Aside from all of the death, economic woes, and educational dislocation that mandatory isolation is causing billions of people, world-wide, during the Novel Coronavirus (COVID-19) global pandemic, one darker scenario shared by an admissions friend of ours, in one of the Florida state schools that was confirmed by another in Indiana, and one in Arizona, is important, either if you have already signed up for a state school, or are thinking of doing so during the “haggling month” of April, when you can negotiate with colleges.
One bit of pending worry in this year’s admissions systems for the larger state schools is that COVID-19 will create something of a “tsunami” in their systems.
The Tsunami Scenario
All schools admit more students than will come to them. It’s a process based more on computer modeling than admission director intuition, these days.
To avoid upsetting fans of so many big state universities, and to protect our sources, let’s use a totally fictional Super-Sized State University (SSSU). It’s a big one, with more than 70,000 undergrads on campus, currently. It estimates that it will admit about 17,500 students to the class of 2020.
To meet their admissions goals ALL SCHOOLS accept more than the exact number of students that they need. It is set, usually, by their directors using computer modeling systems that give them projections, based on past admissions, using forecasts of the kinds of cohorts they are losing, not just the majors, and minor, but the diversity requirements of all kinds, and keeping all of the niches, from the rock-hounds, to the rocket team, to the quilting club, to the Quiddich team, active on their campus.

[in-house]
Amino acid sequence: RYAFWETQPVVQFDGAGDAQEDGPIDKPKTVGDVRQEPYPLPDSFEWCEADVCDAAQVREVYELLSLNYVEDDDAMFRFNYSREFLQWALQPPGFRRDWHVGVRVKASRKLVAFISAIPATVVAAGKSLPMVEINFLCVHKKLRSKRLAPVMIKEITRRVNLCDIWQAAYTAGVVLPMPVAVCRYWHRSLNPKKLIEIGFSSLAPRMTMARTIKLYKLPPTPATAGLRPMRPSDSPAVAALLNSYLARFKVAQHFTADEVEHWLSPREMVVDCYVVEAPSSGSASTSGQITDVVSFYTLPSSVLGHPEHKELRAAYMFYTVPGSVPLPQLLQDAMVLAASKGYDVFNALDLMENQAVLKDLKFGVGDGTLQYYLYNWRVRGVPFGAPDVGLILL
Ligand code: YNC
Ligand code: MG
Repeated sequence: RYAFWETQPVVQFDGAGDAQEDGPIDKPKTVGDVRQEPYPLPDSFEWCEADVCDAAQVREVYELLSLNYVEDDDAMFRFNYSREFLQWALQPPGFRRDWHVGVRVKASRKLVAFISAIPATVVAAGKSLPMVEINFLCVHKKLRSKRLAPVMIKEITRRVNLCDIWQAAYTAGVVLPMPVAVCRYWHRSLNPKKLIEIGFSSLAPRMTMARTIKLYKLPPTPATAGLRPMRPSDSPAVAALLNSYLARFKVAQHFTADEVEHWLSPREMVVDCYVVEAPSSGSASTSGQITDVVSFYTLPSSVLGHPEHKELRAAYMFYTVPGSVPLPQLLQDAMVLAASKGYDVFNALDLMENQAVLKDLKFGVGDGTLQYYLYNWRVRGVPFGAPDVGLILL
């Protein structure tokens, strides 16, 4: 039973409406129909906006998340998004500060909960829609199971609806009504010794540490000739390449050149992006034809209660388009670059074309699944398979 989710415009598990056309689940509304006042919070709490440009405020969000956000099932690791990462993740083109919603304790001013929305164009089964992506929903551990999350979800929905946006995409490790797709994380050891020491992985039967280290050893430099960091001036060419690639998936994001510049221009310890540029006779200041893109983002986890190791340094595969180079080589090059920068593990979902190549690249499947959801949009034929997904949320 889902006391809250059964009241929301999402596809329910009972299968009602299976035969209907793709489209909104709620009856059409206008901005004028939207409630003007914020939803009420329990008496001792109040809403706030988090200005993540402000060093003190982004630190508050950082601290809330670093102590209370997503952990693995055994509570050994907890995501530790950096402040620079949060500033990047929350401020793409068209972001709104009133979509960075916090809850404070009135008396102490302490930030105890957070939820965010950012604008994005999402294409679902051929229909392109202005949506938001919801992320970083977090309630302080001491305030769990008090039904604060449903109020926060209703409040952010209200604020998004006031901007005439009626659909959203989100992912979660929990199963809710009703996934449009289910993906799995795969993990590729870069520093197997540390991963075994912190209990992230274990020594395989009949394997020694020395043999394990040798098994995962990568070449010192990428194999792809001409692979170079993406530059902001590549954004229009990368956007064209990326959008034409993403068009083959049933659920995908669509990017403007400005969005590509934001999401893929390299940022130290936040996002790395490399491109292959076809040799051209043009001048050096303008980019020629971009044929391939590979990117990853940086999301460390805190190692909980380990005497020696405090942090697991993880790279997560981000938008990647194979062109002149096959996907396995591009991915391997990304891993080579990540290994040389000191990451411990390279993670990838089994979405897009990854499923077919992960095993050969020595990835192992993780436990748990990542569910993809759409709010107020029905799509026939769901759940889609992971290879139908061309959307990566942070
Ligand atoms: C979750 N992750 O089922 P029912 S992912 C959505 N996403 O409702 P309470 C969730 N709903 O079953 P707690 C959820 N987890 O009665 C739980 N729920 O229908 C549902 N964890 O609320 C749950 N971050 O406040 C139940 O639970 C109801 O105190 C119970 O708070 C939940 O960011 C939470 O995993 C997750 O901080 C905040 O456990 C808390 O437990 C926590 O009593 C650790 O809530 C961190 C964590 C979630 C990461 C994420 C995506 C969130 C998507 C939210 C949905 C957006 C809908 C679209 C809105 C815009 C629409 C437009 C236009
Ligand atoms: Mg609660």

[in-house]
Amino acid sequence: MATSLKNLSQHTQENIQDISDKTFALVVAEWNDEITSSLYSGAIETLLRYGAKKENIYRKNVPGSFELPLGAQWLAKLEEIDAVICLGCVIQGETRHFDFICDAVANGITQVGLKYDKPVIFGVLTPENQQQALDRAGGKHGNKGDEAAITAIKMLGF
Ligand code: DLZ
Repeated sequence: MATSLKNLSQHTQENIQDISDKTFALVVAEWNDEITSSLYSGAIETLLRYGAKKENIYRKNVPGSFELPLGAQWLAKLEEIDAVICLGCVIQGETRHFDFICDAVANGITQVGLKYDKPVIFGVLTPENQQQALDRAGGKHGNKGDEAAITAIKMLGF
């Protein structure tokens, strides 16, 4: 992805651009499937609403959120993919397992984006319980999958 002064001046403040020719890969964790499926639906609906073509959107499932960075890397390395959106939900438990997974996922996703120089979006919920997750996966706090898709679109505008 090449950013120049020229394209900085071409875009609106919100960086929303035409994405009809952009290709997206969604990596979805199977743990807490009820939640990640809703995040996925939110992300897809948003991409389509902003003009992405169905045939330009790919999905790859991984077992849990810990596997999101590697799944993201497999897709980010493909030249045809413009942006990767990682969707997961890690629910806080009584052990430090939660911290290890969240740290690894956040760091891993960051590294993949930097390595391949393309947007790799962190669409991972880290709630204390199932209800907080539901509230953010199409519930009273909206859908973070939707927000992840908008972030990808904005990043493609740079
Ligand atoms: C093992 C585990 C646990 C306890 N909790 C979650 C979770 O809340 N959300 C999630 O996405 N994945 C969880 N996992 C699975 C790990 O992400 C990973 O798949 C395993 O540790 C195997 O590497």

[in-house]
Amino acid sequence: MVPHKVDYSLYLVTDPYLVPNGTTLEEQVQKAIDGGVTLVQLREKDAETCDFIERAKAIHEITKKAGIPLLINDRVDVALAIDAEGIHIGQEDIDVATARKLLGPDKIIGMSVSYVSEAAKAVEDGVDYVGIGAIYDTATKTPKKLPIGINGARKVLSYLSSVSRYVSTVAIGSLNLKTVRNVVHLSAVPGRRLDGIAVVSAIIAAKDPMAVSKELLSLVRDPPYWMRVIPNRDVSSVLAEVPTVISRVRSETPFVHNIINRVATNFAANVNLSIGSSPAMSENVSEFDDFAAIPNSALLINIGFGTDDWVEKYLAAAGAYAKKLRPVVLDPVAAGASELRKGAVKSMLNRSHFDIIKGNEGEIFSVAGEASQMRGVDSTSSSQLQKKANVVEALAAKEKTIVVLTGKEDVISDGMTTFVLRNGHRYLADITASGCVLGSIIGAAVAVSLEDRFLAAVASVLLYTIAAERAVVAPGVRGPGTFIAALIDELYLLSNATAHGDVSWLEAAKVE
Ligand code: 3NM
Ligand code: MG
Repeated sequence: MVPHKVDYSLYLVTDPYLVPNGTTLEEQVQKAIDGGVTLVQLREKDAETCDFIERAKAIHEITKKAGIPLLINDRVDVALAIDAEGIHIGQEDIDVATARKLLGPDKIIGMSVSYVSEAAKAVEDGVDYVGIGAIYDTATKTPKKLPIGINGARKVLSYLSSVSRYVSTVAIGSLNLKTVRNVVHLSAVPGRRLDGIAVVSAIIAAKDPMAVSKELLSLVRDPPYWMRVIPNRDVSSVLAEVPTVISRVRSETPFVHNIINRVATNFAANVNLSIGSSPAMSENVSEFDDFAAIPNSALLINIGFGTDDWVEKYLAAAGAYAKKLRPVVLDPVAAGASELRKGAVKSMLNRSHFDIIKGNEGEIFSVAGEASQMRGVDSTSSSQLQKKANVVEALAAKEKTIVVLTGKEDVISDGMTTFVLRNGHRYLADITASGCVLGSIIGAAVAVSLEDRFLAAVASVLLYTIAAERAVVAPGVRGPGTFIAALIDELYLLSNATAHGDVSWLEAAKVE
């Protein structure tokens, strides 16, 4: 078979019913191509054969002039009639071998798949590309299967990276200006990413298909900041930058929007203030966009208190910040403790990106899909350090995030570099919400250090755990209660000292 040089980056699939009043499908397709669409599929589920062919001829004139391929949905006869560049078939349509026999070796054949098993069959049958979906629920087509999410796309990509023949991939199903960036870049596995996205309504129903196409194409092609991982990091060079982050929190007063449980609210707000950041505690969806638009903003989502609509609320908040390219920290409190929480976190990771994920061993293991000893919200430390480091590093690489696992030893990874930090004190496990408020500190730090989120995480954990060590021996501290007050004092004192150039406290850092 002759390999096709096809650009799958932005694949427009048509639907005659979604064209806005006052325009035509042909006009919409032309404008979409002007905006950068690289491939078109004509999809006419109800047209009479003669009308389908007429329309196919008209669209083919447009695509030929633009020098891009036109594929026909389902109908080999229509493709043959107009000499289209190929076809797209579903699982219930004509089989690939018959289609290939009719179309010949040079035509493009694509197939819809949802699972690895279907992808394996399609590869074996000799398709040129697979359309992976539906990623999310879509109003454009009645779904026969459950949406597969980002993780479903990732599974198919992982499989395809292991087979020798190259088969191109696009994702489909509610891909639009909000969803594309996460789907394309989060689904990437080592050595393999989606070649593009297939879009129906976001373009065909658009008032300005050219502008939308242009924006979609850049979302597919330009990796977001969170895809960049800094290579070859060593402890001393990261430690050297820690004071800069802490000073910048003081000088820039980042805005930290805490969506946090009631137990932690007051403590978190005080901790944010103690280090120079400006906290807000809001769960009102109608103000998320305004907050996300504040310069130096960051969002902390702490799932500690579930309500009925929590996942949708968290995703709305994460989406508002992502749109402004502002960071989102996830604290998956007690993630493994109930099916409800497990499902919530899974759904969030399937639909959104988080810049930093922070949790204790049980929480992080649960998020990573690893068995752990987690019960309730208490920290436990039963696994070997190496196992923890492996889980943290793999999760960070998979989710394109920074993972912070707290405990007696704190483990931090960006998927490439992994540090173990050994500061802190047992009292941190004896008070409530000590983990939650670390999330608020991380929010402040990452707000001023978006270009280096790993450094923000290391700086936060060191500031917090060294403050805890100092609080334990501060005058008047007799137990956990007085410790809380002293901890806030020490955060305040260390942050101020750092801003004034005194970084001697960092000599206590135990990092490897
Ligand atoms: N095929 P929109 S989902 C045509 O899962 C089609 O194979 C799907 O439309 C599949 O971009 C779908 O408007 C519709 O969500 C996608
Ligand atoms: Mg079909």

Many applicants use these schools as a “backup” or a “safety.” Modeling will deal with that issue, and provide the admissions team a reasonable number, which they then can accept, or alter. Most students who apply, and are admitted, usually will not come to school there.
SSSU, like most of the schools with over 20,000 undergrads, has learned how to make do. They stay within the lane of their admissions patterns.
In the Tsnami Scenario, though, because of the exceptional situation that global isolation in the COVID-19 pandemic has caused, more parents and/or students are concerned about going farther away from home.
Another huge factor is that over 3 million Americans just filed for unemployment, and millions more are unemployed, or small businesspeople temporarily with no business.
It would be natural to assume, if they have a freshman for the class of 2024, that they have their state’s “free” educational program to fall back on. These families all panic, and pull the trigger to attend SSSU solely on that basis.
Now, instead of admitting 17,500, they admit 22,000.
Many of SSSU’s facilities are already at capacity, or, in a few cases beyond it. Most states have not been building enough infrastructure to keep up with the rapid expansion of college educational opportunities afforded by the Lottery-subsidized tuition assistance, or scholarship programs.
How does SSSU, already full, now with 3,000 extra students to whom they’ve promised a spot, but assumed were NOT matriculating:
- Educate them?
- House them?
- Feed them?
- Provide equal opportunities to all?
The Virtual Ed Ghetto
One potential solution to a rapidly expansive student population is to force a large percentage of the overage of students into virtual education.
Some super-sized schools already have developed bleed-off programs which require admitted students to attend at least their first two years off-campus, in virtual education. Normal attrition, of transfers, drop-outs, etc. usually allow the virtual students to get through general education, and then move into a more traditional setting in their majors.
What happens, though, if schools are forced to put some, or all, of their students, based on this pandemic, into four years, not two, of virtual education?
If they go that route, who ends up there? Students with particular GPA? Based on how they were admitted?